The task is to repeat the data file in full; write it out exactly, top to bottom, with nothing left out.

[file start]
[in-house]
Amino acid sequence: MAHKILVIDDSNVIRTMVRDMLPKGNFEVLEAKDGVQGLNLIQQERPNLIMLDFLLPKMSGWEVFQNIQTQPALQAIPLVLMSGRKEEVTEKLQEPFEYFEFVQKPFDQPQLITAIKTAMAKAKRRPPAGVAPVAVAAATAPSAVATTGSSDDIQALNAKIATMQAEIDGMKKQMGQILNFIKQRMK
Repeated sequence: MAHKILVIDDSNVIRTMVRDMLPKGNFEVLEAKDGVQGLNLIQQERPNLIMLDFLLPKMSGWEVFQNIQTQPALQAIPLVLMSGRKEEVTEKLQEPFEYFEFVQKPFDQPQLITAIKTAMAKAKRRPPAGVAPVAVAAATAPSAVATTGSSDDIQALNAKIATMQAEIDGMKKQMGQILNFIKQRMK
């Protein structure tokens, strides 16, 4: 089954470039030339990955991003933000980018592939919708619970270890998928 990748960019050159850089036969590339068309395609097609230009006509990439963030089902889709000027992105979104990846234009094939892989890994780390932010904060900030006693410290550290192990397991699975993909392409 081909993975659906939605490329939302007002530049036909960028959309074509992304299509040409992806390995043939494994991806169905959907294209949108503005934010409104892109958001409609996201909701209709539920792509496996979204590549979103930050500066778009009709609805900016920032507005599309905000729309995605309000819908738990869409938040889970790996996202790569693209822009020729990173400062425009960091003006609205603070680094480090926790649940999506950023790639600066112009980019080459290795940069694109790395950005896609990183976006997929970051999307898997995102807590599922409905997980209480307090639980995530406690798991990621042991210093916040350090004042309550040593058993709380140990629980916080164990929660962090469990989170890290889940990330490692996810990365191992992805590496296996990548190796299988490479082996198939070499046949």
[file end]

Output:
[in-house]
Amino acid sequence: MAHKILVIDDSNVIRTMVRDMLPKGNFEVLEAKDGVQGLNLIQQERPNLIMLDFLLPKMSGWEVFQNIQTQPALQAIPLVLMSGRKEEVTEKLQEPFEYFEFVQKPFDQPQLITAIKTAMAKAKRRPPAGVAPVAVAAATAPSAVATTGSSDDIQALNAKIATMQAEIDGMKKQMGQILNFIKQRMK
Repeated sequence: MAHKILVIDDSNVIRTMVRDMLPKGNFEVLEAKDGVQGLNLIQQERPNLIMLDFLLPKMSGWEVFQNIQTQPALQAIPLVLMSGRKEEVTEKLQEPFEYFEFVQKPFDQPQLITAIKTAMAKAKRRPPAGVAPVAVAAATAPSAVATTGSSDDIQALNAKIATMQAEIDGMKKQMGQILNFIKQRMK
């Protein structure tokens, strides 16, 4: 089954470039030339990955991003933000980018592939919708619970270890998928 990748960019050159850089036969590339068309395609097609230009006509990439963030089902889709000027992105979104990846234009094939892989890994780390932010904060900030006693410290550290192990397991699975993909392409 081909993975659906939605490329939302007002530049036909960028959309074509992304299509040409992806390995043939494994991806169905959907294209949108503005934010409104892109958001409609996201909701209709539920792509496996979204590549979103930050500066778009009709609805900016920032507005599309905000729309995605309000819908738990869409938040889970790996996202790569693209822009020729990173400062425009960091003006609205603070680094480090926790649940999506950023790639600066112009980019080459290795940069694109790395950005896609990183976006997929970051999307898997995102807590599922409905997980209480307090639980995530406690798991990621042991210093916040350090004042309550040593058993709380140990629980916080164990929660962090469990989170890290889940990330490692996810990365191992992805590496296996990548190796299988490479082996198939070499046949």